Oceans and their state of health - what lies ahead?
Underwater explorer and oceanographer, Jacques Cousteau, warned us many years ago of his dire concerns regarding increased ocean pollution, dying reefs, and dwindling fish populations. Some people listened, many waved it off thinking the the world's oceans to large to become unsustainable. Our inability to accept what has happened in the seas, and the delicate balance of life therein, is both perplexing and churlish. We as a species are so adept at "sticking our heads in the sand" until consequences rear their ugly head. Once that realization sets in, then valiant efforts are launched in an attempt to correct any problems. Shortsighted is the kindest word I can use for that ill conceived thinking and a considerable understatement.
The Los Angles Times article dated August 18, 2012, concerning Ocean Health, located in the Science section, should have elicited a major response from news agencies and an uproar from citizens around the globe. The world's oceans received a 60 out of 100 for an index score of their health. The U.S. faired only slightly better at a 63. Steven Katona, managing director of the Ocean Health Index for nonprofit environmental group states, "People and nature are not separate anymore." I would personally add, "They never have been."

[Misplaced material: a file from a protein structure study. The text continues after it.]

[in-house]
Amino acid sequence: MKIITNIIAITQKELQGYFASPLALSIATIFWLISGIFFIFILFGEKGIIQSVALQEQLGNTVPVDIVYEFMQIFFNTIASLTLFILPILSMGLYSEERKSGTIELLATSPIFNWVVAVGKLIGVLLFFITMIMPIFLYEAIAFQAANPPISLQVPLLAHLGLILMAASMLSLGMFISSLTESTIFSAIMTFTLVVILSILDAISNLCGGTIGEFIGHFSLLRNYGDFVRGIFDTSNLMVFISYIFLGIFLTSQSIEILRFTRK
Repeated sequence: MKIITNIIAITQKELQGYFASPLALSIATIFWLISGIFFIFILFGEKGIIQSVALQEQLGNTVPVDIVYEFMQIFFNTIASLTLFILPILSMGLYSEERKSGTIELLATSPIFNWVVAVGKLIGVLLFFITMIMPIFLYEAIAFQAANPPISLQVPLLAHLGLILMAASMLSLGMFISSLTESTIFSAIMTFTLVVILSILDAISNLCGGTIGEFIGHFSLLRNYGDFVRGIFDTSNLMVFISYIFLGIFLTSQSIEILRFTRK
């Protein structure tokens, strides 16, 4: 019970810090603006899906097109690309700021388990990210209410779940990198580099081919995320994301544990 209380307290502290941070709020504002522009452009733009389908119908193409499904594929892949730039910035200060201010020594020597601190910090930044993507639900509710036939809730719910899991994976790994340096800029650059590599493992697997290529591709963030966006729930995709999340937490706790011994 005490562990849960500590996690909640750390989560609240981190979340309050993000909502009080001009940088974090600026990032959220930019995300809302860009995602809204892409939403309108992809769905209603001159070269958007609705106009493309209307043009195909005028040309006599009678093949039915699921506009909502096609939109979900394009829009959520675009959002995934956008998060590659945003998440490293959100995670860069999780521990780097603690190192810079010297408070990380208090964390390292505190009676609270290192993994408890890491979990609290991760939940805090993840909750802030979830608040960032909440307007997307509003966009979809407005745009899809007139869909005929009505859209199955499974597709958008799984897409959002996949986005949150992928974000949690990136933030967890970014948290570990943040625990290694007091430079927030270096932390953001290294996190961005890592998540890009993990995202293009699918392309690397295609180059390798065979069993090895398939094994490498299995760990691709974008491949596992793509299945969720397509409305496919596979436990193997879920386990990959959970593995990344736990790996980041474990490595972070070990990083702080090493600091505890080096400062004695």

Granted many factors are taken in to account to achieve this rating, but that aside, it spells dire times ahead for this planet and its citizens if things to do not turn around. Are you stand up and do you part to make a difference?
After reading this article, you may have a better understanding as to why my thrillers featuring Bryson McGann involves the organization, the National Earth Seas Science Agency(NESSA). Change is inevitable, but it is what we do with that change that spelling the difference.